See figure 1 (I’ve diagrammed their assumed genetic makeup in which I replace Don’s “n” (page 5) with “m” and “d” to represent the moutan & delavayi-lutea sets of chromosomes.)

The “lutea-hook”?

The yellow Paeonia lutea is now usually considered to be synonymous with Paeonia delavayi, but still different from the other yellow shrub peony P. ludlowii. Introducing this species into the modern shrubby hybrids has resulted in very pretty colors, but there is a drawback:

“Unlike Japanese P. suffruticosa cultivars, P. delavayi often imparts poor flower carriage to hybrid offspring, in the form of nodding blossoms. Many first generation hybrids (F1’s) have a curve in the flower stem, which causes a downward carriage, often referred to as the “lutea hook”, directly inherited from P. delavayi. This has been a major impediment to enjoying the large voluptuous flowers in many of the hybrids, as they face down, are hidden in the foliage or touch the ground. The cultivar ‘Souvenir du professeur Maxime Cornu’ has flowering habits that exemplify these characteristics, as do many others to an equal or lesser degree.”
Bramer, Nate.”Woody Paeonia. Part 4: The Lutea Hybrids.” In: The American Peony Society Bulletin, 2019, no 389, p. 28.

Figure 1

Figure 2

Thinking along the same lines (i.e.: increasing the moutan, can I push the moutan past the 50% barrier?), I looked for named hybrids to use in breeding that were already over the 50% line, Zephyrus (see figure 2) and Leda came to mind.

Leda seemed sterile both ways, Zephyrus appeared to be seed-sterile, but its pollen, though difficult to extract, turned out to be quite effective. (Under a microscope only 10% of the grains appeared plump/well formed, but that 10% is potent with other fertile shrub hybrids.) I reasoned that if Zephyrus was 75% moutan (it had quite good carriage although short stemmed), that my seedlings were 50% moutan and that if reduced gametes were the rule, crosses between the two would inherit half of 50% and half of 75%, thus resulting in 62.5% moutan genes, enough to provide moutan type carriage to the blossoms (see figure 3).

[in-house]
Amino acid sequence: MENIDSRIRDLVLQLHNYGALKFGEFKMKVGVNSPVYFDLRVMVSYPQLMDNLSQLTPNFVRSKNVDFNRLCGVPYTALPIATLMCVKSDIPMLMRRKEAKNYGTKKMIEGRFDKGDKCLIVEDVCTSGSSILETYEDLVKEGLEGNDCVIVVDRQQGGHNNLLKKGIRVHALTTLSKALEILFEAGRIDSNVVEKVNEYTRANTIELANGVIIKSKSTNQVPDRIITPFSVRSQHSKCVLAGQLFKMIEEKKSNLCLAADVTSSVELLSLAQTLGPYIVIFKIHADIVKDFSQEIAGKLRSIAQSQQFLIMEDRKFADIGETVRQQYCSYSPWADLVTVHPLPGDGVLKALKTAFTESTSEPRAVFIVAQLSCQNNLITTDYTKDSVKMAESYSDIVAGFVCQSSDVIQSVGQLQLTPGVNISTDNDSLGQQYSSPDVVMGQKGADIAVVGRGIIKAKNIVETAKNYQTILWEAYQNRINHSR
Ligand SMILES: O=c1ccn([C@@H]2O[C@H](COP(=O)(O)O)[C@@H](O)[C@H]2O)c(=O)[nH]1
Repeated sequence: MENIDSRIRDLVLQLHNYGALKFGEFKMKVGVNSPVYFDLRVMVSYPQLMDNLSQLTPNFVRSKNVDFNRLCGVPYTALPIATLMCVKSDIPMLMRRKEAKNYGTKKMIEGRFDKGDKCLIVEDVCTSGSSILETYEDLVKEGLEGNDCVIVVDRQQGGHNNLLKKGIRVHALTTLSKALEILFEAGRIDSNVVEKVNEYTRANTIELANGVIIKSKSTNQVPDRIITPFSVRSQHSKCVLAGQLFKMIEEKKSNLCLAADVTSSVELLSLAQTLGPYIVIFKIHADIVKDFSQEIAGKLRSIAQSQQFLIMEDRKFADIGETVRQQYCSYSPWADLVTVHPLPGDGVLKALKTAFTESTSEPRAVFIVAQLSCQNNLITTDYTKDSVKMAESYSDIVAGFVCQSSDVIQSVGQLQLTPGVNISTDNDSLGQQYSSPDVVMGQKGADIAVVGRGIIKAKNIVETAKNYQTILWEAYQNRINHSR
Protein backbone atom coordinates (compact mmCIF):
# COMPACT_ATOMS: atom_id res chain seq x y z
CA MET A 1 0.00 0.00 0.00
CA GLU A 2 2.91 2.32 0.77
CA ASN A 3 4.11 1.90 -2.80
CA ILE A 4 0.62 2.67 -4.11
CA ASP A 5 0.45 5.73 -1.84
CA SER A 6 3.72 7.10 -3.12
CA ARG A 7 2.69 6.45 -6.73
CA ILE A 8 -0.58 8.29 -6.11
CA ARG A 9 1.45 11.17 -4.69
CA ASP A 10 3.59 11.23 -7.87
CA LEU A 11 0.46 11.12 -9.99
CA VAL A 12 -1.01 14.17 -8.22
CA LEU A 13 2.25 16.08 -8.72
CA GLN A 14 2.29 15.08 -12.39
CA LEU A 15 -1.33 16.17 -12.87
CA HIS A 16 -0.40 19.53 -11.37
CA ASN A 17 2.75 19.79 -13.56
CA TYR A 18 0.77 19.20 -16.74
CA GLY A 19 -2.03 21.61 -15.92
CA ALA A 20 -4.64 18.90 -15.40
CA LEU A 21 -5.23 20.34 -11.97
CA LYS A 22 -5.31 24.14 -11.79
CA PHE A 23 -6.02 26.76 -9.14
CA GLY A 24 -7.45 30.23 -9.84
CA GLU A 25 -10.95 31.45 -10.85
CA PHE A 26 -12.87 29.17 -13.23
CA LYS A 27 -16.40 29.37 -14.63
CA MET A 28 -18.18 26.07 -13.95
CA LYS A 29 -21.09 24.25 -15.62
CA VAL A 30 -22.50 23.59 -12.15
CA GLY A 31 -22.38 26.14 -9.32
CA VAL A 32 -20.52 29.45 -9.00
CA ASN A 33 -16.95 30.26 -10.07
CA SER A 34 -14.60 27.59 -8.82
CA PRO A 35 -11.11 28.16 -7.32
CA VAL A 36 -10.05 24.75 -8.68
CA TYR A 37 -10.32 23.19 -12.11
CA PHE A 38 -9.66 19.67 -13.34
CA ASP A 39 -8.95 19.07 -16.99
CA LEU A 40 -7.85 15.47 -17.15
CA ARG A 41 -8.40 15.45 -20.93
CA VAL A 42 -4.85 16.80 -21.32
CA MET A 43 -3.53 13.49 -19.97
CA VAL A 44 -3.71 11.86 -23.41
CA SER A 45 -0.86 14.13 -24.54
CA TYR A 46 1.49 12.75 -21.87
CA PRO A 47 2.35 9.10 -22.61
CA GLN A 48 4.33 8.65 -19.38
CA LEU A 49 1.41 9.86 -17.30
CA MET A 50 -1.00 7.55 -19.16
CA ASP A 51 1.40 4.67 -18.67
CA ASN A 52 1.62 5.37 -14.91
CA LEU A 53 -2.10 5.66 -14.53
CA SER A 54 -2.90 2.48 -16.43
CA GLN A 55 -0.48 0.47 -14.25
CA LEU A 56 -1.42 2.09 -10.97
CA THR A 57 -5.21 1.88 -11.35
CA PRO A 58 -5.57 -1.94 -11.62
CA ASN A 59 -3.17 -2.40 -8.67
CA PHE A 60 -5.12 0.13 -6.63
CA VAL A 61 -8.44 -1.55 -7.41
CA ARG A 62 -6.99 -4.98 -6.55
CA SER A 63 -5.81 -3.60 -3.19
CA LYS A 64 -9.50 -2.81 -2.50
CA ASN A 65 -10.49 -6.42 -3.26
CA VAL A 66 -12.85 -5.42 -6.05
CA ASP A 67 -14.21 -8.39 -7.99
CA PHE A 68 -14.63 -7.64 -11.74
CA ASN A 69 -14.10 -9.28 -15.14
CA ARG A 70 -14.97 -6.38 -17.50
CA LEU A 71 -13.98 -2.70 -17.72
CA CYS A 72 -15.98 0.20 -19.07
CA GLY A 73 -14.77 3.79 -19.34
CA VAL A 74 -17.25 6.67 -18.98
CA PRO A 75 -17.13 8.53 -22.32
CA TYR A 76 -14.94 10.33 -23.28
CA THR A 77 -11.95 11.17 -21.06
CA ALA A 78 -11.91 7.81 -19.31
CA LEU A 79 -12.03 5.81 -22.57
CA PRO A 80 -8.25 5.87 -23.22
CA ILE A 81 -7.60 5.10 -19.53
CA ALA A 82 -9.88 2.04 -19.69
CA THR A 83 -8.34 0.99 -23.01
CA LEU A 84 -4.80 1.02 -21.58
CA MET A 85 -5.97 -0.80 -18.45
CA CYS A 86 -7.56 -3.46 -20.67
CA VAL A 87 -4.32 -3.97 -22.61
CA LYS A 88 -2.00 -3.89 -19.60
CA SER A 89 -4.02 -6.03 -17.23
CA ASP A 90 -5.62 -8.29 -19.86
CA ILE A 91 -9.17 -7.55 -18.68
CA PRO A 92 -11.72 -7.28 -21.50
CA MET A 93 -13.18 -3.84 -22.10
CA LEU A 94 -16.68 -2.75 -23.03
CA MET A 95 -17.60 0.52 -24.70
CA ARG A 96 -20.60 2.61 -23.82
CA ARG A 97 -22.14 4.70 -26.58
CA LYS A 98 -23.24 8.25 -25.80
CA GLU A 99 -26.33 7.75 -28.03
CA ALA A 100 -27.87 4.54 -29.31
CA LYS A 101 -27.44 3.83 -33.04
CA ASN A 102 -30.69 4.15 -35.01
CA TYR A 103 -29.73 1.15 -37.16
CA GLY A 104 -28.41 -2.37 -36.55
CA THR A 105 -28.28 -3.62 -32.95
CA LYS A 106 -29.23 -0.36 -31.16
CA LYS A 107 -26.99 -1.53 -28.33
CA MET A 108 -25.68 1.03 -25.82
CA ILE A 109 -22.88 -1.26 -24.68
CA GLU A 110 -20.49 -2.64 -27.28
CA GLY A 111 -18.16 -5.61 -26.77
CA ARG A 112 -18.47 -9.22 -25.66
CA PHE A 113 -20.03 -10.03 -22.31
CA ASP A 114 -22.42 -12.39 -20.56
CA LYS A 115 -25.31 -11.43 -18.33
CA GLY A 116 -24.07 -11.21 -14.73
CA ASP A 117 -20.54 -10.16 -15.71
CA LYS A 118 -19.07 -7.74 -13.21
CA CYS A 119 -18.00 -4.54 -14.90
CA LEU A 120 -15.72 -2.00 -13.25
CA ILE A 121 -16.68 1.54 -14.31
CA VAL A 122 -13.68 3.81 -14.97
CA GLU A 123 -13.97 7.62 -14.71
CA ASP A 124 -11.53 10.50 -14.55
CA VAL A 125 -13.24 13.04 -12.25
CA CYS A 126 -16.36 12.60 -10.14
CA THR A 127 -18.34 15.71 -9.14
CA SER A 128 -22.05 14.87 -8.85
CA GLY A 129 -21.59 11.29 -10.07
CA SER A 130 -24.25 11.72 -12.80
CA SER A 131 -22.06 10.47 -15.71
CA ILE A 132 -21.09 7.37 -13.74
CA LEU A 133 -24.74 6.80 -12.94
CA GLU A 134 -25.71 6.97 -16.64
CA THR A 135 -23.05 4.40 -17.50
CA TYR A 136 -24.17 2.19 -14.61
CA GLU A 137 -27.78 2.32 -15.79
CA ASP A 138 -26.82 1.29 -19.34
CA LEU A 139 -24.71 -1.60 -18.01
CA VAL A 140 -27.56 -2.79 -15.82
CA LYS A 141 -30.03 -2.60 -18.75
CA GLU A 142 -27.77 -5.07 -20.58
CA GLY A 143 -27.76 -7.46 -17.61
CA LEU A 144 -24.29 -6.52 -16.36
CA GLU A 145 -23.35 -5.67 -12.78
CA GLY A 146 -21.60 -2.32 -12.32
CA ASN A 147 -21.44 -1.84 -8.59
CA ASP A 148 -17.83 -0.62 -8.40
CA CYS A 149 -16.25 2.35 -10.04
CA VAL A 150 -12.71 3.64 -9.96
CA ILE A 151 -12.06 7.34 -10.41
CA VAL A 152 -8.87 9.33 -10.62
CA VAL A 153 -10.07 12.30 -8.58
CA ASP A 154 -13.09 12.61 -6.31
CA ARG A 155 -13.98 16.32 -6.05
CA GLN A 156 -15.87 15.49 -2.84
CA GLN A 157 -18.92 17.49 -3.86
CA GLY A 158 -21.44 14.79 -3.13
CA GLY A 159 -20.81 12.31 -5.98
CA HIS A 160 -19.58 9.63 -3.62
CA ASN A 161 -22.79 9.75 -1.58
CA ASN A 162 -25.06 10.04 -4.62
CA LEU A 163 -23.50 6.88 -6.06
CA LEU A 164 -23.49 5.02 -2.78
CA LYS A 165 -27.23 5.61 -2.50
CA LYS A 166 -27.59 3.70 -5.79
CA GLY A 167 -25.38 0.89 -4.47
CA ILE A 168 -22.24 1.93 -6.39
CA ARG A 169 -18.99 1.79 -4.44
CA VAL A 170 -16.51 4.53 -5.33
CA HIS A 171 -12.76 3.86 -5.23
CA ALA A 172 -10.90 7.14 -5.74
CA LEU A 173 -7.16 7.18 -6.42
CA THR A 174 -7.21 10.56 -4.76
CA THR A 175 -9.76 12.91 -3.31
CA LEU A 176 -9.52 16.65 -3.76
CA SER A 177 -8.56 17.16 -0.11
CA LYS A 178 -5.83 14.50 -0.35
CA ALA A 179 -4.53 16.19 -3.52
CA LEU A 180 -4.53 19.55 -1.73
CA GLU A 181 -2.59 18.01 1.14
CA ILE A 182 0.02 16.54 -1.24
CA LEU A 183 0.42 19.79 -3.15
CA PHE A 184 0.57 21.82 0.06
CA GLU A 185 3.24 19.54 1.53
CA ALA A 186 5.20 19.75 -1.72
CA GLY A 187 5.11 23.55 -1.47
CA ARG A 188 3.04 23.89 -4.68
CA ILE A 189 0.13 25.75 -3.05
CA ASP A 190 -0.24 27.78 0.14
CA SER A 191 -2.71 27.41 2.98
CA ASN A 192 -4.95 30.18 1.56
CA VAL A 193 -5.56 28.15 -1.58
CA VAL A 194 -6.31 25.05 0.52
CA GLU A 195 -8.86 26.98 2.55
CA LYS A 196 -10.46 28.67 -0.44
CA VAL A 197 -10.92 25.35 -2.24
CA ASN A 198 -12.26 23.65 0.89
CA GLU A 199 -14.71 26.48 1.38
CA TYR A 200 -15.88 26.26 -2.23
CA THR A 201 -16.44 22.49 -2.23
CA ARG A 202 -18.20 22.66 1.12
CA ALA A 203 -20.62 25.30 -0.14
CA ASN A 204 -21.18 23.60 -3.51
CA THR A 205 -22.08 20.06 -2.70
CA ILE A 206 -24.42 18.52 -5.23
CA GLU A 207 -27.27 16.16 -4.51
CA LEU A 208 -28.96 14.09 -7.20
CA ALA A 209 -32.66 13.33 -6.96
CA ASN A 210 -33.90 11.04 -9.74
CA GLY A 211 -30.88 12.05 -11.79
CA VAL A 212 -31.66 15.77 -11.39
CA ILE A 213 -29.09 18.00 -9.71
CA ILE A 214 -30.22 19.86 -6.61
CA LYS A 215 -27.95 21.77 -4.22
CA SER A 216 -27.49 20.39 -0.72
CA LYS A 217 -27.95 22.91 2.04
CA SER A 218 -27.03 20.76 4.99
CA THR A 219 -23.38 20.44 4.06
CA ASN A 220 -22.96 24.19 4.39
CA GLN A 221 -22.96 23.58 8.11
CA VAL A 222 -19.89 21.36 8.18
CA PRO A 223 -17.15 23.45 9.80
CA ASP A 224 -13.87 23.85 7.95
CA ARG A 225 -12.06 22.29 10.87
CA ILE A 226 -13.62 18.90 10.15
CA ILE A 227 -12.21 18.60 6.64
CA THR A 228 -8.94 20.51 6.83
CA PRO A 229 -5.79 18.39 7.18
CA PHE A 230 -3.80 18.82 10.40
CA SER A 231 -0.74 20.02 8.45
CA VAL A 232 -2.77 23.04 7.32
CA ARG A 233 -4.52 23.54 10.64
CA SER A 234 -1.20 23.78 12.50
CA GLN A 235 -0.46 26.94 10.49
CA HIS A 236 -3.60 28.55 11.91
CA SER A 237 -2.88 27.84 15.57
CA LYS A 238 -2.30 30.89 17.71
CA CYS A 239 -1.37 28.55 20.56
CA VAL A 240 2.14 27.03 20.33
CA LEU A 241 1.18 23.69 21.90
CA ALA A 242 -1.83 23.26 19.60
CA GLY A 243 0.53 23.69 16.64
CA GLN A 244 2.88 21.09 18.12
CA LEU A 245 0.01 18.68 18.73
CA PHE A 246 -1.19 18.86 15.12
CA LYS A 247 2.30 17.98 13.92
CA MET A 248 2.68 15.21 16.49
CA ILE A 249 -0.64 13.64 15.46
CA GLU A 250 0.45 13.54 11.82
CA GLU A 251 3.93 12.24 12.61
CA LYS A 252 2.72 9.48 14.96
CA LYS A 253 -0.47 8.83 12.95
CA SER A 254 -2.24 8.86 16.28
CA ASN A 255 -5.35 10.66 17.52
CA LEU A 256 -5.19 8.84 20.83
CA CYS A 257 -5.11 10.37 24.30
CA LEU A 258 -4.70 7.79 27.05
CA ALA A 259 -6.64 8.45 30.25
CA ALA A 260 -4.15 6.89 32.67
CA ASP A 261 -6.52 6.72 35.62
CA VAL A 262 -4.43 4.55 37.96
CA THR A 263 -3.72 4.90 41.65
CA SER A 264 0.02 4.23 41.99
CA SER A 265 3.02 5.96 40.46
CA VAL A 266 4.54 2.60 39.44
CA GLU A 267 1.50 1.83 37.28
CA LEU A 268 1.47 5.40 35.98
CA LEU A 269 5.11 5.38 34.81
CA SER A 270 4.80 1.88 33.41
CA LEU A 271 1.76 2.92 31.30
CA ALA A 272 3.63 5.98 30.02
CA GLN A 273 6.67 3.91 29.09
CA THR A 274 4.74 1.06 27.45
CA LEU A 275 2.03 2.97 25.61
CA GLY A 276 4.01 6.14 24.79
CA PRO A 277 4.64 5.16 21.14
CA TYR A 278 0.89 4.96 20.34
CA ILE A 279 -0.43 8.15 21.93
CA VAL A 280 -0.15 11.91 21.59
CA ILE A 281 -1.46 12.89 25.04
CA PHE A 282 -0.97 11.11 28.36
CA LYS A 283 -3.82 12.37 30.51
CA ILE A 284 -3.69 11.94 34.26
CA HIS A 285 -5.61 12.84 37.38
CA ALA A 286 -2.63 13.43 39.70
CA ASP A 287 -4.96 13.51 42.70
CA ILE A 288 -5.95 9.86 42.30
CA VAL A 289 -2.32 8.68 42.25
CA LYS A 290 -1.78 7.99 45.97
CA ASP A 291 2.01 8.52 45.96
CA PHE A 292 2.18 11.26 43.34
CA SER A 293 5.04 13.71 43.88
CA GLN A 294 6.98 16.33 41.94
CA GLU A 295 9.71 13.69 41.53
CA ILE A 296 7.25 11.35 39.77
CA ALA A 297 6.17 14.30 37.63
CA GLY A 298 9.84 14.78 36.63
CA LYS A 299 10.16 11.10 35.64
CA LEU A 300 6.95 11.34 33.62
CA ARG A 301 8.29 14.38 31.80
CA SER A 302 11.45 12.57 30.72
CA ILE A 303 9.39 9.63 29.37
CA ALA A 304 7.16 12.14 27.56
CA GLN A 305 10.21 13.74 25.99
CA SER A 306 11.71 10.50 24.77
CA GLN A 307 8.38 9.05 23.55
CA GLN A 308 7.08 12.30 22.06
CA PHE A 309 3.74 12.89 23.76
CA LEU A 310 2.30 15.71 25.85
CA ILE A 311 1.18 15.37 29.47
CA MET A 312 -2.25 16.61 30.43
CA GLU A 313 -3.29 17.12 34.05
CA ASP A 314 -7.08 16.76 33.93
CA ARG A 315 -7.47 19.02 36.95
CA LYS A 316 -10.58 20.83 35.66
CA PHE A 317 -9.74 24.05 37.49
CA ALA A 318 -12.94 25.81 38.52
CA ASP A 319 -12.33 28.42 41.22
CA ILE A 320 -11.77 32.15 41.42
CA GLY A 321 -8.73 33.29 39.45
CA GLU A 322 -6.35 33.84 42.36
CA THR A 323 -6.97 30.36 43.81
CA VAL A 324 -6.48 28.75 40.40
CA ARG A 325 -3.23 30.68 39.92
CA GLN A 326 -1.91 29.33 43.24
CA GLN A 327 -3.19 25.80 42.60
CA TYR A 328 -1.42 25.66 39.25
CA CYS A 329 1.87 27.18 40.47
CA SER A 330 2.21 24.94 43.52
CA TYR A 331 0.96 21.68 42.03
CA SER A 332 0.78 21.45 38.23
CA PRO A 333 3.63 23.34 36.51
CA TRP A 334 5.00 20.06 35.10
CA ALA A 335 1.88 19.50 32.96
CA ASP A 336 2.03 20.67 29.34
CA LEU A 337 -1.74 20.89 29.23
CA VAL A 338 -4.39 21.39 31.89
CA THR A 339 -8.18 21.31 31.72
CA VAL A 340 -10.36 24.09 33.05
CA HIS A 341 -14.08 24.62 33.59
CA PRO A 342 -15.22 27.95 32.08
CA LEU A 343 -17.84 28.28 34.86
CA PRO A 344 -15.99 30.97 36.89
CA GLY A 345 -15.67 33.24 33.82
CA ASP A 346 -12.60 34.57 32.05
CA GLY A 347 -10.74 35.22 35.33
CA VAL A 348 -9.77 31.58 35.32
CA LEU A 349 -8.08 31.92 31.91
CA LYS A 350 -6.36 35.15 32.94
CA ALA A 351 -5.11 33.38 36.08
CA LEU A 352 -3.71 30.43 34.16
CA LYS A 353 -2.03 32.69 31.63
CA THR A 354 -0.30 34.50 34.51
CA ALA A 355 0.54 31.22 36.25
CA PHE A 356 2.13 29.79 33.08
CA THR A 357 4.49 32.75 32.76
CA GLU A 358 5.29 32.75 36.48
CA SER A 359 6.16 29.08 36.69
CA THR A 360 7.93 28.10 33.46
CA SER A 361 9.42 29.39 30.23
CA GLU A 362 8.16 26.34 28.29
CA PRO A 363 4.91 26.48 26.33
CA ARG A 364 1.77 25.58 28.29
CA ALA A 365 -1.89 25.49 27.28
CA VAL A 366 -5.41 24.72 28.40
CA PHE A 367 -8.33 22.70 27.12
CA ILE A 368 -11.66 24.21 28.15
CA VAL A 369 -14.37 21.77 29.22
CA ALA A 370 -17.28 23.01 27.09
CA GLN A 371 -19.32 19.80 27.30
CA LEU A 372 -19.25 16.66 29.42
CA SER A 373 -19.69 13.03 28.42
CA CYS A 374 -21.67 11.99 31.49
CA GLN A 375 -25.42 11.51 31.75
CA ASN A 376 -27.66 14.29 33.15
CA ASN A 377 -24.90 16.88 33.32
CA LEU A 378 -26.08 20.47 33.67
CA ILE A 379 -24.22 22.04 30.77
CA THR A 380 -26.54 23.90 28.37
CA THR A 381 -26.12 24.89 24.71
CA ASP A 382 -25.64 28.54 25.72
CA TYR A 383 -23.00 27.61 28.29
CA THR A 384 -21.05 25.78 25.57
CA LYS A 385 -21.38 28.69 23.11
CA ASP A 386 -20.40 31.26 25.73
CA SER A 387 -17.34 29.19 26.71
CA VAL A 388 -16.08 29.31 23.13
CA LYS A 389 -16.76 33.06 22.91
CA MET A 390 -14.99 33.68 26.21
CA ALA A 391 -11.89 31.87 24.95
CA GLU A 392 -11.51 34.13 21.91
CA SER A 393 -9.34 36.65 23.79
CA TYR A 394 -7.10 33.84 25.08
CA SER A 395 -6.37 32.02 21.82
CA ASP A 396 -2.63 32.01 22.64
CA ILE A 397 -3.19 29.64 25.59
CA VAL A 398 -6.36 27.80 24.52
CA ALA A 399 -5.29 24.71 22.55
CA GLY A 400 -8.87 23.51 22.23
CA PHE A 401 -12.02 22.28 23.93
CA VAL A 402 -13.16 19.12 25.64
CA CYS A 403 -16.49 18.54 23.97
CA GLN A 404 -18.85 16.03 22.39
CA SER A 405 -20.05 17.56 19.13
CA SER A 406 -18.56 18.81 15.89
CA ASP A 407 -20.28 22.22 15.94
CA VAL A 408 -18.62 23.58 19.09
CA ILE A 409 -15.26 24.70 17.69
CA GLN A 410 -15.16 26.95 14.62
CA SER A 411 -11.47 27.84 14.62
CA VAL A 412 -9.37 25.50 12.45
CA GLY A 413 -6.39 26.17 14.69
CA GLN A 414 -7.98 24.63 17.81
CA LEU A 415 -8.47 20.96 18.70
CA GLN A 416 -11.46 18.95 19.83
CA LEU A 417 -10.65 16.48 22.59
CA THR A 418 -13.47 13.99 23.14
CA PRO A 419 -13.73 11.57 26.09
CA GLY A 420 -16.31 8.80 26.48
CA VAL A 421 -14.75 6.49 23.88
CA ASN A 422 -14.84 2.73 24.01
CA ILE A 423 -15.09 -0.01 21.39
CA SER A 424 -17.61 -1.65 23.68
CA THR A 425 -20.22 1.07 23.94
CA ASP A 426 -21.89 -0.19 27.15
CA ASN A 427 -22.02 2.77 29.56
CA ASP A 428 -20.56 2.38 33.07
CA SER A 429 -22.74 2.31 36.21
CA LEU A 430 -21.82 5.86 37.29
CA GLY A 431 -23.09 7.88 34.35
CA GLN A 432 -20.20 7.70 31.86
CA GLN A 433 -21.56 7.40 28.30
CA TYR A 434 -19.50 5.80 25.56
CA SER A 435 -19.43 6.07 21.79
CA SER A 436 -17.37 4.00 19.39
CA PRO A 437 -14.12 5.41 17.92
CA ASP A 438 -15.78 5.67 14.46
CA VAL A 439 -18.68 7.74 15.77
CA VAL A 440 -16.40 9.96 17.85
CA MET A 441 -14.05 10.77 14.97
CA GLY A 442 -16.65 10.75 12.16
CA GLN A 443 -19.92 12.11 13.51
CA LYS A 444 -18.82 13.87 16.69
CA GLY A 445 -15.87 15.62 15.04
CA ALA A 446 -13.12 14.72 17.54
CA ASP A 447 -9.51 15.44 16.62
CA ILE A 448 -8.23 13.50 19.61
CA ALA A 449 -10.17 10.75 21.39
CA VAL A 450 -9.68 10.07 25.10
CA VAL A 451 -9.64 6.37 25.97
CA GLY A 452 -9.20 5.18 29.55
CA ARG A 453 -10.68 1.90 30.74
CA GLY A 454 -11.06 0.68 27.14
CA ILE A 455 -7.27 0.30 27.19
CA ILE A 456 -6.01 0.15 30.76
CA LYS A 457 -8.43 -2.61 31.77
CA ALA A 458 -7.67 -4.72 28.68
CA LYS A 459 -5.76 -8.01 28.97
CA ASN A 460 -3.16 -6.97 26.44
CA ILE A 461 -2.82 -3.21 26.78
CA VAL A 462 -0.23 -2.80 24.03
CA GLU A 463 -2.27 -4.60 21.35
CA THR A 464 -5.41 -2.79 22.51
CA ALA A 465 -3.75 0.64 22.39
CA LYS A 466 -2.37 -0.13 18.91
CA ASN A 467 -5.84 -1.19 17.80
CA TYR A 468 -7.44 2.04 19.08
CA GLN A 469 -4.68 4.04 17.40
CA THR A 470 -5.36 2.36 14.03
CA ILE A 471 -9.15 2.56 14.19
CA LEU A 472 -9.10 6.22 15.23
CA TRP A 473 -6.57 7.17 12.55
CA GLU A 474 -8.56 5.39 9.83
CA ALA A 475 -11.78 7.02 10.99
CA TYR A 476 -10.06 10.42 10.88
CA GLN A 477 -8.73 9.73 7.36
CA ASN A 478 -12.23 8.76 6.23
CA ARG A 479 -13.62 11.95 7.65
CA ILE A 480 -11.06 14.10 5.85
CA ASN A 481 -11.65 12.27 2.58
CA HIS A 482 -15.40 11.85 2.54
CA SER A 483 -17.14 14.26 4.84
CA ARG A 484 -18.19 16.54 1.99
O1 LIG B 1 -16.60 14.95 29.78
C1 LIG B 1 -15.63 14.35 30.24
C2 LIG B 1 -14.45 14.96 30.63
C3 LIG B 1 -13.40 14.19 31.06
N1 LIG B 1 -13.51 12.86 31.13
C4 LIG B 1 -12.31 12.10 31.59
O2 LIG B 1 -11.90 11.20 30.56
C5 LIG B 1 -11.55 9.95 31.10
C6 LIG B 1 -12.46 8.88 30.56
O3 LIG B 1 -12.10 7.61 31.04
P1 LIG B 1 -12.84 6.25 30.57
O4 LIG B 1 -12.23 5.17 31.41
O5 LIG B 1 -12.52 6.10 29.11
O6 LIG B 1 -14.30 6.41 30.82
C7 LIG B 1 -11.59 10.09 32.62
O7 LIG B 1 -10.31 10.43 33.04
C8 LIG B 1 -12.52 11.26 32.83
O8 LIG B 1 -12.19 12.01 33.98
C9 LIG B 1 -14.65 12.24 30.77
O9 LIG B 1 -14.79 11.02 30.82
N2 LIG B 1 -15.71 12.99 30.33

Figure 3

I harvested ample seeds (#35 produced up to 10 seeds per carpel head), but regrettably planted and germinated relatively few – less than a dozen. #35 x Zephyrus  yielded a fine-looking single of pure pink color (no yellow influences) later named Rosalind Elsie Franklin with upright blossoms, i.e. the petal “plane” is perpendicular to the stem. Outer stems may lean, but there is little or none of the lutea hook. It seems to be seed sterile, but it’s 10% pollen is potent. #11 x Zephyrus yielded three seedlings: one of them, #58, and very good carriage both ways.

So the results I was  observing sort of agreed with what I expected from my theorizing: the diploid state was the ploidy level of the shrub hybrids. If more seedlings were elevated to the 50% plus level, I expected they would be more compatible in backcrosses to 100% moutans and the way would be clear toward a moutan-like race of hybrids that would be 15/16 moutan, 1/16 delavayi-lutea, with the 1/16 carrying the yellow color influence and stoloniferous root. This was the goal stated for the Daphnis line of breeding which seemed quite sensible and proper.